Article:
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Pink Lady apples hang from a tree at the University of Georgia - Mountain Research and Education Center in Blairsville, Ga. CAES News
Arbor Day
Nationally, Americans recognize Arbor Day in April. However, Georgia celebrates Arbor Day on the third Friday of February each year because this is a better time to plant trees, giving roots time to grow before the heat and drought of our summer months.
The camellia represents desire, passion and admiration — a wonderful choice for Valentine’s Day. CAES News
Winter Bloomers
I find it ironic that Valentine’s Day occurs in February, a time of the year when we see very few plants blooming in the landscape. In addition to cards and candy, flowers are one of the most popular gifts during this annual celebration of love. In 2018, the Society of American Florists estimated that 250 million cut roses were produced for Valentine’s Day and an estimated 35% of Americans purchased flowers.
UGA horticulture Professor Matt Chappell demonstrated proper pruning technique at a green industry event in January 2020. CAES News
Perfect Pruning
Pruning in the correct manner and at the proper time can help to maintain the size and shape of your woody shrubs, improving their appearance and appealing to the artist in every gardener.
A 4S student from Reynaldo Salinas Institute in Honduras poses with produce he grew at home through the Honduras 4S From Home program. CAES News
International 4-H Partnership
The University of Georgia, The Ohio State University and Zamorano Pan-American Agricultural University, a private university in Honduras, partnered to facilitate 4-H programming during the COVID-19 pandemic at six Honduran schools, reaching 180 students.
The Christmas cactus is made up of colorful, iridescent bracts. This true cactus, minus thorns, is native to the South American rainforest. CAES News
Year-round Beauty
As vibrant holiday plants begin to adorn the shelves of hardware stores, grocery stores and garden centers, consumers are attracted to the pinks, reds and whites atop deep green foliage, which add festive pops of color in winter homes. The appearance of plants like poinsettias and Christmas cacti usher in the holiday season and we love to fill our halls and entryways with their holiday cheer. But what about after the holidays?
Jessica McGuire, with the nonprofit conservation organization Quail Forever, teaches students about wildlife conservation at Shiver Elementary School, where Grady County 4-H'ers planted a pollinator garden to help students understand the importance of protecting ecosystems. CAES News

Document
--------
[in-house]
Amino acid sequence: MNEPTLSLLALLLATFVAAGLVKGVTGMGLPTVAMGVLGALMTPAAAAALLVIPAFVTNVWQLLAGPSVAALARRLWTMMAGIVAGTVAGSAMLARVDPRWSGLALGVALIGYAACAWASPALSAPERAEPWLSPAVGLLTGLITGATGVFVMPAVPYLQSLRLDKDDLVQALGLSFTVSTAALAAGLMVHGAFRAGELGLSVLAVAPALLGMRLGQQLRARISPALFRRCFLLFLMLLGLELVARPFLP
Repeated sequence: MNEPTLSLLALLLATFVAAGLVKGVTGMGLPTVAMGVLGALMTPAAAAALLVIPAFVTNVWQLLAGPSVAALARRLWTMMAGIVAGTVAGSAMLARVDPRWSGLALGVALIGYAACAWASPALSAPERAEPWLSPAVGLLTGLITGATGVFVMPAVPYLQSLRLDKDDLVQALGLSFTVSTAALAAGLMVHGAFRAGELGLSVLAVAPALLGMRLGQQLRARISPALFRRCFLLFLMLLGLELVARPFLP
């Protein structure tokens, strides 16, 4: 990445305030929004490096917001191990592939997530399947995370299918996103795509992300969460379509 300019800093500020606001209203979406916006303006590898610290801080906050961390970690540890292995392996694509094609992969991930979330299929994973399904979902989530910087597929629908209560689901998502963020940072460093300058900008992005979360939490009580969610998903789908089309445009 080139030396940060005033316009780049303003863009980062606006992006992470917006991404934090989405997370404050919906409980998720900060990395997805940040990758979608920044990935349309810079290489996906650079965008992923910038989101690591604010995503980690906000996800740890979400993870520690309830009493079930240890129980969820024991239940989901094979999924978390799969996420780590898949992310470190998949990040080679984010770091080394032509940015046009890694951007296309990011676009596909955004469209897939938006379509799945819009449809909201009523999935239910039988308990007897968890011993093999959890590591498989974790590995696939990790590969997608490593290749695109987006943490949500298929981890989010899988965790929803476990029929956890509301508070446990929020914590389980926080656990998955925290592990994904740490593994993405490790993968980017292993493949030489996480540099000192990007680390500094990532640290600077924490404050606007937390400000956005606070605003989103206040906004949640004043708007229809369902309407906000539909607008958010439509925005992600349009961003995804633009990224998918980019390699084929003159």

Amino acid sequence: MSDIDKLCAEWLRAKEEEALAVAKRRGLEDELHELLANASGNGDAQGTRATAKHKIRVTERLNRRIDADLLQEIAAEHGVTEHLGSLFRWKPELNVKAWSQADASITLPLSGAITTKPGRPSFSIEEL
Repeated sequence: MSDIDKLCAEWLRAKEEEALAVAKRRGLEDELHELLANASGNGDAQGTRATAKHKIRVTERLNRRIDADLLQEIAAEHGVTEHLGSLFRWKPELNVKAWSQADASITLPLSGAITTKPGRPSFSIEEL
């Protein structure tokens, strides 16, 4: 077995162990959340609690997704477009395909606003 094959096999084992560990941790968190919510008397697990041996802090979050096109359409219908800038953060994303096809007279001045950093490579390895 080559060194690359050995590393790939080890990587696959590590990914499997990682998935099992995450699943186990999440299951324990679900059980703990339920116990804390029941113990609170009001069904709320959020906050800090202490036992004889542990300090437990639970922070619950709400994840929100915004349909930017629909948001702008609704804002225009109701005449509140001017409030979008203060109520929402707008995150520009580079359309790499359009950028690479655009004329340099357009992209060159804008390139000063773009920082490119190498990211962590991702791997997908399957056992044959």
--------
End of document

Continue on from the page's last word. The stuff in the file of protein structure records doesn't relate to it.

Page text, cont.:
Preserving Pollinators
Eight Grady County 4-H’ers installed a pollinator garden at a local school as part of a yearlong program highlighting the importance of pollinators.
Growth of fairy ring fungi begin in the center of a ring and expand outward in a uniform, circular pattern over time. Mushrooms might only be visible during periods of wet weather, particularly in the fall. CAES News
Fairy Rings
Many residents have noticed mushrooms popping up in lawns and landscapes this season. When the “fungus among us” forms a circle or arc pattern, it’s commonly known as a fairy ring. According to medieval folklore, they were thought to appear after a band of fairies had danced in a circle. In some cases, fairy ring mushrooms can cause turfgrass discoloration or abnormal growth in lawns.
College of Agricultural and Environmental Sciences researchers tested biodegradable pots made from (left to right) wood pulp fiber, cow manure and coconut coir. CAES News
Sustainable Gardening
Professional and home gardeners alike can grow landscapes sustainably with the help of biodegradable plant containers, but gardeners may wonder whether these containers decompose quickly enough to avoid hindering plant growth.
Bob Westerfield, UGA Extension consumer horticulturist, demonstrates a pruning technique during a class held on the UGA campus in Griffin, Georgia. CAES News
Plant Pruning
To prune or not to prune, that is the question. Pruning is an important part of maintaining plant health and maximizing plant productivity. This is often a topic that brings fear and confusion, but pruning is, in fact, a beneficial and routine task.
A statewide survey is currently open to the public for anyone who is not already a Georgia Master Gardener Extension Volunteer and may be interested in the program or its services. A Master Gardener, pictured here, takes photographs of insects at the UGA Research and Education Garden in Griffin. (file photo) CAES News
Master Gardener Survey
You may have relied on advice from a Georgia Master Gardener Extension Volunteer in the past. Now they want your input to make plans for the future.